When we had our first, my wife stopped working. She started volunteering when the youngest went to school, and then eventually started working again, but in the school system. Her pay is absurdly low. We put all of it into her 403b.

The value of her being home with the kids when they were young, and being there when they got home from school, can't be measured by an Excel spreadsheet or calculator. We gave up hundreds of thousands of dollars in compensation. Money isn't everything.
ruralavalon wrote:
Sun Mar 17, 2019 11:26 am
A 25% savings rate is very good.

Having children changes everything.

Stop agonizing over finances (you are doing fine), and enjoy life and your family.
Thanks for the perspective. Frankly, we are lucky my wife can work weekends and some nights and we can avoid the high costs of daycare. I do recognize that I need to relax on the number crunching. Sometimes I think if i run the numbers enough it will change the outcome. Similar to when you open your fridge 20x hoping something you are really craving will magically show up.

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kinetic2255
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Re: Mourning the loss of savings rate

Post by kinetic2255 » Sun Mar 17, 2019 1:03 pm

Kenkat wrote:
Sun Mar 17, 2019 11:03 am
I would focus less on the actual percentage rate and more on whether you are saving enough to meet your goals. I started saving very early, married someone who did the same, and so I save a lower percentage now that I am in what I call the expensive years of kids in college, etc. That’s ok because at 55 I am still in good shape to meet my retirement goals. It would have been great to save even more but the fact is that I am close to financial independence if not already there and you’ve got to live life along the way as well.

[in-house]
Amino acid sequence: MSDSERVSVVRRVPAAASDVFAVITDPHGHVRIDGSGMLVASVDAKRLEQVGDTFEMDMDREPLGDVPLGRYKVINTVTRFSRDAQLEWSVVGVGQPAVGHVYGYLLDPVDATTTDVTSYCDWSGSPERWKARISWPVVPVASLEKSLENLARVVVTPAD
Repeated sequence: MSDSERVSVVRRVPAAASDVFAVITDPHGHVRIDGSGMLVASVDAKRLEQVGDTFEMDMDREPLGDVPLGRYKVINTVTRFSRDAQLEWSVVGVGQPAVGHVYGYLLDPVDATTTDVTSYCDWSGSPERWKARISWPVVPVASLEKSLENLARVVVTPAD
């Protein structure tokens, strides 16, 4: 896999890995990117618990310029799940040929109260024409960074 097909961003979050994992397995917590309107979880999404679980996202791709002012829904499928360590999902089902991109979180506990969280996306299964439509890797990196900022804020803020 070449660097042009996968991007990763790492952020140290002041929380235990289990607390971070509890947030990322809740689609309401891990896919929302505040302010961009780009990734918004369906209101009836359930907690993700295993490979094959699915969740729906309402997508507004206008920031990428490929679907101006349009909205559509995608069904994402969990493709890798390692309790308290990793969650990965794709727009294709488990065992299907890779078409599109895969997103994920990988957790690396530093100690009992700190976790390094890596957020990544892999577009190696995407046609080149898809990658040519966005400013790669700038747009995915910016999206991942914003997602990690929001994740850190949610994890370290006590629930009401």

Like you, my spouse is on board which is great. I'm hoping on being in the similar position as you at 55. It's hard to not have the 'max everything' mentality after reading this board but focusing on the amount to meet goals instead would be helpful.

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Re: Mourning the loss of savings rate

Post by cherijoh » Sun Mar 17, 2019 2:44 pm

kinetic2255 wrote:
Sun Mar 17, 2019 10:55 am
In January we reduced our household savings rate from 38% of gross to approximately 25%. I'm really struggling with this. Five years ago we implemented a boglehead strategy and have made some amazing progress! The final phase of a five year gut/remodel farmhouse project is finished and we added three children to the mix. Post children my wife's reduced hours have resulted in a 75% reduction of her pay. In order to balance the books we have reduced my 457(b) contribution and cut to the bone expense wise. I'm struggling with this for the following reasons:
  • Succumbing to lifesytle creep with housing. We entered into the situation "flush" and no children (with two other major house projects under our belt) but came out the other end humbled by the loss of income. This realty hit half way through the project but at the time we were at a point of no return. (read: exposed 2nd floor joists and insulation in every baby picture). We have about 60% equity in the house and it's in a desirable area.
  • We have more tax deferred space than we can fill. The reduction of the 457b may put us into the 22% bracket. I plan on a separate post to address this.
  • Goal was FIRE at 55 but that seems a bit further out of reach. Thoughts of a financial hamster wheel, especially with the long term forecast of expenses (cars, insurance, college).